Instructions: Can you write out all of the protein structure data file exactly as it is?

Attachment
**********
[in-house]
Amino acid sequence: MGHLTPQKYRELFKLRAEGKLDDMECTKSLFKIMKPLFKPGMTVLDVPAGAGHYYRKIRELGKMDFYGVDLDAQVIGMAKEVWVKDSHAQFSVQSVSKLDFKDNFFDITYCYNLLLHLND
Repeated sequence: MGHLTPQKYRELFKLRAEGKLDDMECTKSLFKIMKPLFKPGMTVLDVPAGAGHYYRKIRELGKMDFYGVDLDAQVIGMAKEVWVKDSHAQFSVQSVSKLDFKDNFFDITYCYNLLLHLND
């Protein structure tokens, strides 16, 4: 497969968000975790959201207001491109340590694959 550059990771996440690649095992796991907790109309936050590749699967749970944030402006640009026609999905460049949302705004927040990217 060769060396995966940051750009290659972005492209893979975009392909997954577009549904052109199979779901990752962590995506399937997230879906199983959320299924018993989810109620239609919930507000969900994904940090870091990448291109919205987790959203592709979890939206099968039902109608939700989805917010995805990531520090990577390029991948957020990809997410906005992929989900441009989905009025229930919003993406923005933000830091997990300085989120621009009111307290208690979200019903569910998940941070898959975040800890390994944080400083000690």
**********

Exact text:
[in-house]
Amino acid sequence: MGHLTPQKYRELFKLRAEGKLDDMECTKSLFKIMKPLFKPGMTVLDVPAGAGHYYRKIRELGKMDFYGVDLDAQVIGMAKEVWVKDSHAQFSVQSVSKLDFKDNFFDITYCYNLLLHLND
Repeated sequence: MGHLTPQKYRELFKLRAEGKLDDMECTKSLFKIMKPLFKPGMTVLDVPAGAGHYYRKIRELGKMDFYGVDLDAQVIGMAKEVWVKDSHAQFSVQSVSKLDFKDNFFDITYCYNLLLHLND
């Protein structure tokens, strides 16, 4: 497969968000975790959201207001491109340590694959 550059990771996440690649095992796991907790109309936050590749699967749970944030402006640009026609999905460049949302705004927040990217 060769060396995966940051750009290659972005492209893979975009392909997954577009549904052109199979779901990752962590995506399937997230879906199983959320299924018993989810109620239609919930507000969900994904940090870091990448291109919205987790959203592709979890939206099968039902109608939700989805917010995805990531520090990577390029991948957020990809997410906005992929989900441009989905009025229930919003993406923005933000830091997990300085989120621009009111307290208690979200019903569910998940941070898959975040800890390994944080400083000690």